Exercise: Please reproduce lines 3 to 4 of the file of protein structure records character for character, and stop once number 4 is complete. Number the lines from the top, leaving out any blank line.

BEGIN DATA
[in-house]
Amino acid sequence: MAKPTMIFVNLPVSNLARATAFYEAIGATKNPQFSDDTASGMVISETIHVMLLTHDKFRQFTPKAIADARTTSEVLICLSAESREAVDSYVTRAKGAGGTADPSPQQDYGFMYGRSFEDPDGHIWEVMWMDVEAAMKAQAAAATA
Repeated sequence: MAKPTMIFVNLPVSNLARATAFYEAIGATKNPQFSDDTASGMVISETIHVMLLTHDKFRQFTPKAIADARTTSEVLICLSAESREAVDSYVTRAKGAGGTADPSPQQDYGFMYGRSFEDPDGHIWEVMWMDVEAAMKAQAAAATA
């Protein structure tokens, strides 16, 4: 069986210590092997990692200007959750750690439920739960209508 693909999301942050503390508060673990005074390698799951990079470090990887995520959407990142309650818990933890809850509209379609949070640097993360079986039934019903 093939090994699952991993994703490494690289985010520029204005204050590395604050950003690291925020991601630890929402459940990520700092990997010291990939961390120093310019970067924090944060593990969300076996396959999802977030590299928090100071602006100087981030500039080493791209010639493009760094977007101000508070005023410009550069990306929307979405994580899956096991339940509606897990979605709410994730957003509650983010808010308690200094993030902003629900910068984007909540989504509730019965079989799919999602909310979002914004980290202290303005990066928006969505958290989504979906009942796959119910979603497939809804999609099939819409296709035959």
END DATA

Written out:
Repeated sequence: MAKPTMIFVNLPVSNLARATAFYEAIGATKNPQFSDDTASGMVISETIHVMLLTHDKFRQFTPKAIADARTTSEVLICLSAESREAVDSYVTRAKGAGGTADPSPQQDYGFMYGRSFEDPDGHIWEVMWMDVEAAMKAQAAAATA
């Protein structure tokens, strides 16, 4: 069986210590092997990692200007959750750690439920739960209508 693909999301942050503390508060673990005074390698799951990079470090990887995520959407990142309650818990933890809850509209379609949070640097993360079986039934019903 093939090994699952991993994703490494690289985010520029204005204050590395604050950003690291925020991601630890929402459940990520700092990997010291990939961390120093310019970067924090944060593990969300076996396959999802977030590299928090100071602006100087981030500039080493791209010639493009760094977007101000508070005023410009550069990306929307979405994580899956096991339940509606897990979605709410994730957003509650983010808010308690200094993030902003629900910068984007909540989504509730019965079989799919999602909310979002914004980290202290303005990066928006969505958290989504979906009942796959119910979603497939809804999609099939819409296709035959």